Thursday, April 20, 2017

Ms. Bixby's Last Day by John David Anderson

Ms. Bixby's Last Day by John David Anderson
Walden Pond Press

Rating: 5 stars

You've probably already realized that most middle grade books are about a quest. The recent Newbery winner The Inquisitor's Tale is about a handful of young children in the Middle Ages who need to escape persecution and save holy texts. In another middle grade I recently read with Lorelei, The Last Boy at St Edith's, the lone boy at an all-girls school embarks on a quest to get kicked out.

Ms. Bixby's Last Day involves a quest, too, and a wonderfully unique one. Here's the story:

Topher, Brand, and Steve are three boys whose teacher is "one of the great ones." They each appreciate Ms Bixby in a different, special, sweet way; I love how you don't get the full story of why they feel so drawn to her until later in the book. The story is told through alternating first person voice--each boy gets their own chapter and the story unfolds from these similar but yet different points of view. I love how this sheds light on their own individual story as well as the bigger one of which they're all a part.

Anyway, because they really like and respect her, they're sobered when Ms Bixby announces to the class that she has cancer. To make matters worse, she is then too sick to attend her own goodbye party. The boys decide this won't do; they need to go out, find her, and have a goodbye party for her wherever she is, since she can't come to them. 

The boys skip school and navigate through the real world to the hospital--with great adventures on the city streets that both boy and girl readers will lap up. But, like any good middle grade quest, the adventure is simply the way in which the characters learn about themselves and, in this one, a little more about each other.  

What's so great about this book? Two things:

First, I think it's hard for a middle grade book to be both emotional and funny. This book balances the emotional heaviness of the subject--a favorite teacher is going to die--with the quirkiness and grossness and silliness of middle school boys. It's a fantastic reminder to young and old readers alike that it's important to find a reason to smile and laugh in the face of hard times. And hard times will come to those young and old readers alike. My children have lost two great-uncles in the past two years, one dying from kidney cancer, the other dying from complications after a stroke. And yet, we find a reason to come together in our clan of five and with extended family to laugh and play and bond.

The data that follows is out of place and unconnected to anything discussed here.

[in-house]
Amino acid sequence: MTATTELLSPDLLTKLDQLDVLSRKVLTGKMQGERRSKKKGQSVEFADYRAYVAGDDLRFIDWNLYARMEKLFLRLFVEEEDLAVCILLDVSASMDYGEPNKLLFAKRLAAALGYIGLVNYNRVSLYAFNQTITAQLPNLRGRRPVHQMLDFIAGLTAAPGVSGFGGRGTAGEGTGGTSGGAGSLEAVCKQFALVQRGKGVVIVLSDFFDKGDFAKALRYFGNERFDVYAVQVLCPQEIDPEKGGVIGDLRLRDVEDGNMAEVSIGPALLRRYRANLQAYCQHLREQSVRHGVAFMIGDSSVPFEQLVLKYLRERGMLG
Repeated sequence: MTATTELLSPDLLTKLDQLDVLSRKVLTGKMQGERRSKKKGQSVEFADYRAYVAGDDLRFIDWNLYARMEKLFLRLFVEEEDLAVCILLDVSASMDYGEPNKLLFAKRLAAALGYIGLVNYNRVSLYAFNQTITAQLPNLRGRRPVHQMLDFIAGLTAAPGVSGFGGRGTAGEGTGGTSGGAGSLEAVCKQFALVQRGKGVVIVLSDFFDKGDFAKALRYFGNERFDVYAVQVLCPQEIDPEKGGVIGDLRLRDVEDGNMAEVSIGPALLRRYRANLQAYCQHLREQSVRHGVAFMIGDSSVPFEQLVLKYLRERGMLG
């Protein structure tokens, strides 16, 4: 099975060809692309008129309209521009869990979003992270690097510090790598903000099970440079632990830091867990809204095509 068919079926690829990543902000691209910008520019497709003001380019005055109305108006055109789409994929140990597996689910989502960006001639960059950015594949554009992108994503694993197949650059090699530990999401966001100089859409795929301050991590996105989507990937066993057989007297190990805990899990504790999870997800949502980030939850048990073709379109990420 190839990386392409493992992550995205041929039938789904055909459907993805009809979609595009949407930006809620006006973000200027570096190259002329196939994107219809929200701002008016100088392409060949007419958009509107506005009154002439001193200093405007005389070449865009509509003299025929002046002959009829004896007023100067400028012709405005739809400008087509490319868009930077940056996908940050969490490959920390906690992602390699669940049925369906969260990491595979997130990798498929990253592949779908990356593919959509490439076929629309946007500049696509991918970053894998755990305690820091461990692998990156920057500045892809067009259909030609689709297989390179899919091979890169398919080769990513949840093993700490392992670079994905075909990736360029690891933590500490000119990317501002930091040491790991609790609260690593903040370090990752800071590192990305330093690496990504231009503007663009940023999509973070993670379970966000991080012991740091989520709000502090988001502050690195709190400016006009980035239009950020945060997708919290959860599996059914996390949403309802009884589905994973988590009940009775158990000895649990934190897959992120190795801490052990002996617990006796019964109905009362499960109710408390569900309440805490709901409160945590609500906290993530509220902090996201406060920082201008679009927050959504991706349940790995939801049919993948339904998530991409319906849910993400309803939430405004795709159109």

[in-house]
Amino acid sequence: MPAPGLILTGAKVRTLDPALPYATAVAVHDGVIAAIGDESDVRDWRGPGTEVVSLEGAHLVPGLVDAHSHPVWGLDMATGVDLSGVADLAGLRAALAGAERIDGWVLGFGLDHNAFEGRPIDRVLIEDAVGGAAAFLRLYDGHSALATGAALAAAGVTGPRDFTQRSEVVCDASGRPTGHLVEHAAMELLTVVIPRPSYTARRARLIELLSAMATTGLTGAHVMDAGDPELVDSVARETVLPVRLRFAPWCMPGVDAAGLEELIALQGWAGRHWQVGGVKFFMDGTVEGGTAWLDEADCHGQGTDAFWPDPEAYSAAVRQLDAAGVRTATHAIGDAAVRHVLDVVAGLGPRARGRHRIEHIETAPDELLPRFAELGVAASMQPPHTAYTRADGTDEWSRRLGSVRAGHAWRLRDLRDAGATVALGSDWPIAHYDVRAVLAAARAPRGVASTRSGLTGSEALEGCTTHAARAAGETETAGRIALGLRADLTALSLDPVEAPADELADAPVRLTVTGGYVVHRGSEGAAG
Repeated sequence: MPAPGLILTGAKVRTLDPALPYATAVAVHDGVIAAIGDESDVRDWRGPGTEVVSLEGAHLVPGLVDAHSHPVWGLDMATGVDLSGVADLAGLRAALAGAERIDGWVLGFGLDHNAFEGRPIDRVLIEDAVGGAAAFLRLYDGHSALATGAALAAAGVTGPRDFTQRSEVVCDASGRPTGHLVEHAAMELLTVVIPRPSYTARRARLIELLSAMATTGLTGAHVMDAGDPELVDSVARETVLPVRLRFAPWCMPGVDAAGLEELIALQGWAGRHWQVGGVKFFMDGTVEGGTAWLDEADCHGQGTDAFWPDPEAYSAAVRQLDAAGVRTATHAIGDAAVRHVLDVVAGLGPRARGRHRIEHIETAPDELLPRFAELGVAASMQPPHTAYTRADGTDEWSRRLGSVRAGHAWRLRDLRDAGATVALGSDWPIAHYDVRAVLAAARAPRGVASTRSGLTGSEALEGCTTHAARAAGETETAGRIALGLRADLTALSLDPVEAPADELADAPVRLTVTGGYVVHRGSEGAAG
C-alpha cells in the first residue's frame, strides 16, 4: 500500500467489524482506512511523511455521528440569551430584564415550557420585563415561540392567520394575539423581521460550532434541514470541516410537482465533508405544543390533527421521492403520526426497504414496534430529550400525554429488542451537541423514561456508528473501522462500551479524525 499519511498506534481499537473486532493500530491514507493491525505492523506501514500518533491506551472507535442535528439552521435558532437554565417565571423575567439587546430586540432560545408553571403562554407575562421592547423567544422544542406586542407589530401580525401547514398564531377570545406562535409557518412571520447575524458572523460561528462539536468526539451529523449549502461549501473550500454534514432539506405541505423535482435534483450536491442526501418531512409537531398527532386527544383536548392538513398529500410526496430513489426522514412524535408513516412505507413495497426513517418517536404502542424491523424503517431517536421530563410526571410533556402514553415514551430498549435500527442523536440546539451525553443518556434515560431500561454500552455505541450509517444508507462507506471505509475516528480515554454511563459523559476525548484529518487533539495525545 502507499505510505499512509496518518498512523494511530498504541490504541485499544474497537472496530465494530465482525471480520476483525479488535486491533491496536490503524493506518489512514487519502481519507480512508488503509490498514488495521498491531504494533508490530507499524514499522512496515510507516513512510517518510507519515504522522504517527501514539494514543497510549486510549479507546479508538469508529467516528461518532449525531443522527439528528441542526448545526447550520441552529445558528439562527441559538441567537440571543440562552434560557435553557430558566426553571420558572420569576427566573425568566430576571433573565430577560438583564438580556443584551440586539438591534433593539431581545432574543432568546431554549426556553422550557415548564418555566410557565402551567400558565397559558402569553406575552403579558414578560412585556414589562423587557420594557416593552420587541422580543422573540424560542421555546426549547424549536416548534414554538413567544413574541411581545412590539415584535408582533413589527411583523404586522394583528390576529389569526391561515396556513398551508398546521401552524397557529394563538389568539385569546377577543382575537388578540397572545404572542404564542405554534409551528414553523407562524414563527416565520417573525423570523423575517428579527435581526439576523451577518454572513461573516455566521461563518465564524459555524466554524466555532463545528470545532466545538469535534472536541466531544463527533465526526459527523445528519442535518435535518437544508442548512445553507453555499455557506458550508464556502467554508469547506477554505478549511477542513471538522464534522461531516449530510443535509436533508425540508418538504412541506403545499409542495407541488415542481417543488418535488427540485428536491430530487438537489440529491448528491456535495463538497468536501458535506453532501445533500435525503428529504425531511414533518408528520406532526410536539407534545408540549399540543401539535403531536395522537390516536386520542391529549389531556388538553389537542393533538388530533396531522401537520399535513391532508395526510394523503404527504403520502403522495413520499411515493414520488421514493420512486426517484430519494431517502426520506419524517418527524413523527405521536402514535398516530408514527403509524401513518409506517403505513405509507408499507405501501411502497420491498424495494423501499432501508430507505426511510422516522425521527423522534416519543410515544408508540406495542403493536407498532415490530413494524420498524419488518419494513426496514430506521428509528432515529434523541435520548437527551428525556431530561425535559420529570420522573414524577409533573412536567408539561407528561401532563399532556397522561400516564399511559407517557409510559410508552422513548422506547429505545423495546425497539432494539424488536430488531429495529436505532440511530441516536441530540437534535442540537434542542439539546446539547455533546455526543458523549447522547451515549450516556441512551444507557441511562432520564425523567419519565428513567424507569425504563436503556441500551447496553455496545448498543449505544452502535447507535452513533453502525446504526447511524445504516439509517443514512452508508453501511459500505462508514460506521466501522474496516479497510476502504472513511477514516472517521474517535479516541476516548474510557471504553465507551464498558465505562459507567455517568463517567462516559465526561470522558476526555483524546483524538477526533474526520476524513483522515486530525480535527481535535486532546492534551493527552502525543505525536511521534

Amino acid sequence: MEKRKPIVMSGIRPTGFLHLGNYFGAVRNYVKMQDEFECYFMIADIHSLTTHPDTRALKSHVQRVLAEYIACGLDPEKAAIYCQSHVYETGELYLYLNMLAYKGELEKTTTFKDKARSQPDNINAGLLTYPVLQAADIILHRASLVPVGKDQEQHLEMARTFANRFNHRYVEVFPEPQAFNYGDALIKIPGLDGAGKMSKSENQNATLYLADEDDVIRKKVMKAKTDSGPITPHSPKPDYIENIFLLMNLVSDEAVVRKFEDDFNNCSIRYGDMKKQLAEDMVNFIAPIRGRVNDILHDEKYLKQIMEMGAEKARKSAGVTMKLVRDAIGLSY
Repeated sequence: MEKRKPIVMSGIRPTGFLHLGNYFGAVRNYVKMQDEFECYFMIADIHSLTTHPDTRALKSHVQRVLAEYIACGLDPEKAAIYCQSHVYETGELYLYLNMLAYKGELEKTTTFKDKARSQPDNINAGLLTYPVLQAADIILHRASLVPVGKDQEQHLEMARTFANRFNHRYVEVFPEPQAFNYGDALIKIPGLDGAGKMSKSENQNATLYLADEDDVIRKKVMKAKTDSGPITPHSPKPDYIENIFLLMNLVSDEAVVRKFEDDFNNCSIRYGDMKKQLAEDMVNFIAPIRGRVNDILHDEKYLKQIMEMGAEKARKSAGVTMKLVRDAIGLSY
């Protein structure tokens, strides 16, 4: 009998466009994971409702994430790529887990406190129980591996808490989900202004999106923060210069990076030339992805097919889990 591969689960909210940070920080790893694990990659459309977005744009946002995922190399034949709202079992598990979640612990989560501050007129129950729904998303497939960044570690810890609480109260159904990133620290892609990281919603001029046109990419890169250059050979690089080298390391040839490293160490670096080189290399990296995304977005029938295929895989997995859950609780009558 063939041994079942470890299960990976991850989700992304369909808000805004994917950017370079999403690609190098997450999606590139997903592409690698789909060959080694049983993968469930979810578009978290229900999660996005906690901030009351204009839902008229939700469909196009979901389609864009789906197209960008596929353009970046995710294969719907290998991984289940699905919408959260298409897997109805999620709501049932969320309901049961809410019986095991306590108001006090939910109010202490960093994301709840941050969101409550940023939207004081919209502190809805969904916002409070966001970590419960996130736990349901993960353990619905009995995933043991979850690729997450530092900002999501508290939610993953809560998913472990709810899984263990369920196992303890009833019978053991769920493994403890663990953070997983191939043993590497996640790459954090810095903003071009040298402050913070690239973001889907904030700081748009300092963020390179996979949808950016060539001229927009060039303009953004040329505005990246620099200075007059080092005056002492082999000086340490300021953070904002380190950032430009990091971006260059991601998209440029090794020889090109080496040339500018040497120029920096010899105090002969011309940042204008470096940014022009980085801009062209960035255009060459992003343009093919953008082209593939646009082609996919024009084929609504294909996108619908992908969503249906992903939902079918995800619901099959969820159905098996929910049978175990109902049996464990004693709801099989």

Second, I love that the main characters are boys. Boy books are so often full of boogers and poop and potty-mouth words, and while this book does sprinkle in a little bit of that here and there because...well, call me sexist but boys will be boys..., boys are also emotional beings. It seems obvious to point out that they are full of as wide a range of emotions as their female counterparts, but I think we grown-ups forget that. I love that Topher, Brand, and Steve feel so much for their teacher that they feel the need to go find her and say good-bye in a way that feels right to them.

The party that finally happens does involve Jack Daniels, which keeps that final goodbye chuckle-worthy. Though you might, like me, tear up as well.

One final note: Lorelei read this first, and then Ben and I started listening to the audiobook together on a long drive. He's not finished listening to it yet, but on our Spring Break we cozied up for 30-45 minutes at a time listening together. It was a nice break from me reading aloud to him--it put us on the same pillow.

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